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    This article was helpful - to a point. My 6 year old daughter has had tummy issues her whole life. To make a short story we had her blood tested & her antibody results were so high-off the chart- that her pediatrician said a biopsy wasn't necessary. She has celiac...period.

    My husband has had the same symptoms nearly his whole life (that's why we ignored our daughter's for so long). He got his blood tested. His antibodies were also off the charts - and again we were told by his doctor that a biopsy isn't necessary. "he has Celiac".

    We were told by 2 different doctors that a biopsy wasn't necessary. But all the research I've read said that the blood tests weren't 100% accurate.

     

    Both my husband & daughter have been gluten free for 2 months now. My husband's digestive issues have all but disappeared. My daughter however, still has very loose stools, but she's only going once a day instead of several times a day. I"m torn between giving her system a little more time, or requesting that biopsy after all.

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    Great website for someone new to celiac disease. I just got my blood test results and think it says I do not have celiac Even though I still think I do and will begin a gluten-free diet. Results were (ttg)ab,iga <3; iga,serum 141. The thing that is throwing me is the iga serum.

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    False negatives and false positives don't bode well for someone with tendencies toward hypochondria. When I do the gluten elimination diet strictly I feel better but it could be a placebo effect. That's why the blood tests are appealing to me; so I can take my double-guessing self out of the loop, but if they aren't accurate enough to provide greater certainty that the elimination diet then what's the point? Well, anyway this article answered several questions for me including the need to go back on gluten prior to the test and your insightful comments provided a ballpark figure for how long to go back on before testing.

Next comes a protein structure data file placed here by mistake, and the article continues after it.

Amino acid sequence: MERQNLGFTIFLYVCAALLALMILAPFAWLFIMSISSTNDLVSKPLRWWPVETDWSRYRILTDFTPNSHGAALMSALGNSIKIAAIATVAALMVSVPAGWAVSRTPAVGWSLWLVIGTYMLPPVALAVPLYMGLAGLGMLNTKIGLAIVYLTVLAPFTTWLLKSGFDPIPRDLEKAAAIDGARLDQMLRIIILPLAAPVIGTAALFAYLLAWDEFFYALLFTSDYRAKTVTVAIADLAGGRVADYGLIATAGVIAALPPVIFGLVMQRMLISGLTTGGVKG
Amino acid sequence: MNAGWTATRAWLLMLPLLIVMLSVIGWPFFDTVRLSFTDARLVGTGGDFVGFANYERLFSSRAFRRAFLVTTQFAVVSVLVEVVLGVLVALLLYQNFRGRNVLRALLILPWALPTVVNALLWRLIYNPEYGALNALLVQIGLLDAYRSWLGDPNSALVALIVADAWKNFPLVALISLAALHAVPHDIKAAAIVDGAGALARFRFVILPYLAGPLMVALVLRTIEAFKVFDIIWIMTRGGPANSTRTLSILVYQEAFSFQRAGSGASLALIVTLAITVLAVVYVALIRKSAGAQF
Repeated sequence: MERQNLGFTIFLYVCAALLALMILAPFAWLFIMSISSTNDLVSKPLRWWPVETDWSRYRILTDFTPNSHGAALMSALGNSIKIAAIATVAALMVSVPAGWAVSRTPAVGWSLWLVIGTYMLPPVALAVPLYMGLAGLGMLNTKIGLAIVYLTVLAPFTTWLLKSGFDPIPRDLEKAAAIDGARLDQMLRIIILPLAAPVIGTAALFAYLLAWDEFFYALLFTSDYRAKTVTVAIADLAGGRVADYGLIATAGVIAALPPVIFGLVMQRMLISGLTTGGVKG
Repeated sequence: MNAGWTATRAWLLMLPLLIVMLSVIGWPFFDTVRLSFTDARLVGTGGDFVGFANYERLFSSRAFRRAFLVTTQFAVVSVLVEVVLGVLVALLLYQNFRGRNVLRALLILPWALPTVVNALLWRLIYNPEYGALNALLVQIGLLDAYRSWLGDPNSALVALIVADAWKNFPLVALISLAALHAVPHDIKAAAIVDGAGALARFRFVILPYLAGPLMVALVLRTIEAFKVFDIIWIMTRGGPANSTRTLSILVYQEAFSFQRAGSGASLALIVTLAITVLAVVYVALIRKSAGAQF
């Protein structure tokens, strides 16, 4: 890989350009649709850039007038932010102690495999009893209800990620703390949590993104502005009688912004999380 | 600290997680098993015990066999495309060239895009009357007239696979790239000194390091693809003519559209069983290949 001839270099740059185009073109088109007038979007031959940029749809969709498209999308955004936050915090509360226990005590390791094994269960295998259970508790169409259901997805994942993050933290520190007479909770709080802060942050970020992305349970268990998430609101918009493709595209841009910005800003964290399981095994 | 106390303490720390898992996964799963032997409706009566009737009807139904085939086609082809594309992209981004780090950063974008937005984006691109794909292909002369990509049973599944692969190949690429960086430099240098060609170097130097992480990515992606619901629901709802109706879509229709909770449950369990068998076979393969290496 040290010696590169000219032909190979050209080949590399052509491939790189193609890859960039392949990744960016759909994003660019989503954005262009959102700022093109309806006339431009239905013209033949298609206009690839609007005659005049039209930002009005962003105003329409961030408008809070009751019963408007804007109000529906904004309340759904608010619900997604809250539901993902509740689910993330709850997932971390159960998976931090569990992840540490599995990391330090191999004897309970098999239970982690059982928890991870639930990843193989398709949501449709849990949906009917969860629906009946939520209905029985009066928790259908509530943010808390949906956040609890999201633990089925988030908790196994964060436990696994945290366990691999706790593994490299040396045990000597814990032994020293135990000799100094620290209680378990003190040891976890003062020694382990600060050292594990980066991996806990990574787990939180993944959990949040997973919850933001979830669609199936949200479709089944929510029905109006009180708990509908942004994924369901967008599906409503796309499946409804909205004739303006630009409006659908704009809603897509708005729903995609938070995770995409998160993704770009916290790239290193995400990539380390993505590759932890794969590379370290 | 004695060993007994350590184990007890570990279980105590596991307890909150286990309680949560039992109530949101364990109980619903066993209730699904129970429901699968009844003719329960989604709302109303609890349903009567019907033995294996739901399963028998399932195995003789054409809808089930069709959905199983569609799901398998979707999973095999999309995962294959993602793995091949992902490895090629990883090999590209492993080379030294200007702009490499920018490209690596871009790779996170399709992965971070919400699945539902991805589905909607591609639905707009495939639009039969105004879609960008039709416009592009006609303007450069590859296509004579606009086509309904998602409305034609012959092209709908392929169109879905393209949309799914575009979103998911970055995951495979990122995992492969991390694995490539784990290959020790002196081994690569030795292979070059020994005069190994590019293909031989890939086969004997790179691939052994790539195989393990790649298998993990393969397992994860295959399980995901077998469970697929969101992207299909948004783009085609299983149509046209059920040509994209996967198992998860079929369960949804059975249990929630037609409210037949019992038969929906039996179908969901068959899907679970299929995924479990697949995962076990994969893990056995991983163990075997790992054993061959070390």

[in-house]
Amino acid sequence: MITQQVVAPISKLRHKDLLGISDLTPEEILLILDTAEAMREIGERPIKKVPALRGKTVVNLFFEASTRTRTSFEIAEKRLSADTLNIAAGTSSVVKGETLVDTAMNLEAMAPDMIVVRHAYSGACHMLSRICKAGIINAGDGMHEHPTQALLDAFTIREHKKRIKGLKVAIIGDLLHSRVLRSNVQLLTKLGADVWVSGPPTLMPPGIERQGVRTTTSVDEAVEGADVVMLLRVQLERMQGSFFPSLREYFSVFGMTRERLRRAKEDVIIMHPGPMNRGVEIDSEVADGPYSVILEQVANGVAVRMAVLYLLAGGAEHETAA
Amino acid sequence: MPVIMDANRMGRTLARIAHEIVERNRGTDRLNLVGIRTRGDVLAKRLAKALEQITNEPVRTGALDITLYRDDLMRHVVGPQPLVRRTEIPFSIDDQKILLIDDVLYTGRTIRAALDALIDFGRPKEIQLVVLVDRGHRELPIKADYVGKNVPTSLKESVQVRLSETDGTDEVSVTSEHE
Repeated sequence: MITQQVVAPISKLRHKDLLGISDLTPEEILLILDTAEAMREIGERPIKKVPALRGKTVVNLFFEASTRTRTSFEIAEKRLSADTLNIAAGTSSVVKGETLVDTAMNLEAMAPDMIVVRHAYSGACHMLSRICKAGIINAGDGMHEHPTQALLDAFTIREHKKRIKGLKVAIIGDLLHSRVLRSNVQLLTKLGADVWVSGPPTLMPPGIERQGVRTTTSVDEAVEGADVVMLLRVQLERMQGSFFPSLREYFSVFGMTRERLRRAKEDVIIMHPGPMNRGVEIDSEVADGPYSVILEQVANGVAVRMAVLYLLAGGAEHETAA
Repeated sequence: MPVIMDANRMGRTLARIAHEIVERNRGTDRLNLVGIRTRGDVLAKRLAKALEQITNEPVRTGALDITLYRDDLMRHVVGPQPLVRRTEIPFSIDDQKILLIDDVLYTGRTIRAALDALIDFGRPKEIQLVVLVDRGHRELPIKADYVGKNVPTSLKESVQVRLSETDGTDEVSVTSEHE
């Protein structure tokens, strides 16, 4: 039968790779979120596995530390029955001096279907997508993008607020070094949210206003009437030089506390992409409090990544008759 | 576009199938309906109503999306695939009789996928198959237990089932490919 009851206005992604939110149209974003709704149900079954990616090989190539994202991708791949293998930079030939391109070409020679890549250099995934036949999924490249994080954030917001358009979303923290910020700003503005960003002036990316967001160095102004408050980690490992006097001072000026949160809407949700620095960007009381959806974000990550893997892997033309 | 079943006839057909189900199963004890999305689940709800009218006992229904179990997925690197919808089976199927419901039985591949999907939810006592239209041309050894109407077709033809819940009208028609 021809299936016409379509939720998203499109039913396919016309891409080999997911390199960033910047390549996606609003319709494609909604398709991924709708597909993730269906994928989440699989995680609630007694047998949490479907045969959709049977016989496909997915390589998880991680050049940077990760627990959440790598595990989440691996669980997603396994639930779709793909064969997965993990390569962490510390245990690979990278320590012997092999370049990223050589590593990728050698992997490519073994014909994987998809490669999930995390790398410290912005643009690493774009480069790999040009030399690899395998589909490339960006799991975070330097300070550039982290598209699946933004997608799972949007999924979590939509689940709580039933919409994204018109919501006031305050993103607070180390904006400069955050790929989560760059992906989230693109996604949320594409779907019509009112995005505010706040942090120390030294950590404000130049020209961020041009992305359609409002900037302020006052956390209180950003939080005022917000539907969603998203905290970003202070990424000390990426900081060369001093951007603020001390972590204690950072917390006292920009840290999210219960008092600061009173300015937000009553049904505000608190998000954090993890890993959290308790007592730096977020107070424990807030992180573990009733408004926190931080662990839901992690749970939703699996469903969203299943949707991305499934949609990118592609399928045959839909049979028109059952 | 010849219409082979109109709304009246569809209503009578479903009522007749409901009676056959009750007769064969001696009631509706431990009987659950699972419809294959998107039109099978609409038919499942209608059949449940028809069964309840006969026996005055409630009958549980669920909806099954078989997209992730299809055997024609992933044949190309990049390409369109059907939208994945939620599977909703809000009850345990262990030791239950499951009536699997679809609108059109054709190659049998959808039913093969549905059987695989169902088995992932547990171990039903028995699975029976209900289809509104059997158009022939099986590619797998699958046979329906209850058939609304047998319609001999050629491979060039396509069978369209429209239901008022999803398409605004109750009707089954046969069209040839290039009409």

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    Does anyone else get rhinitis (stuffy runny nose and sneezing) during their reactions or is it strictly gastro-intestinal for you?

    I have been having terrible gastrointestinal problems. Had an ultrasound and blood work. Nothing turned up. Since, someone mention perhaps gluten is the problem. I cut it out for 3 days, and the tummy troubles are gone. I have had rhinitis all my life, post nasal drip all night long, been on allergy pills of every type. I am hoping with a little more time on the gluten free diet, this will be alleviated. Keep me posted on your end. PS - going today for the blood work for the antibody to gluten. I am hoping 3 days off of gluten will be ok for an accurate reading. Although, prior to my gluten free diet, I could barely eat anything...that lasted more than a month!

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    This article helps a lot. I have gastrointestinal problems, dermatitis rashes that appear on my foot every 3-4 ish months, and geographic tongue. I'm more at risk for celiac b/c I also have Hashimoto's thyroiditis, but the one antibody test(IA-2) came back negative. I'm thinking my autoimmune disease might be affecting the test results, and am going gluten free to be sure.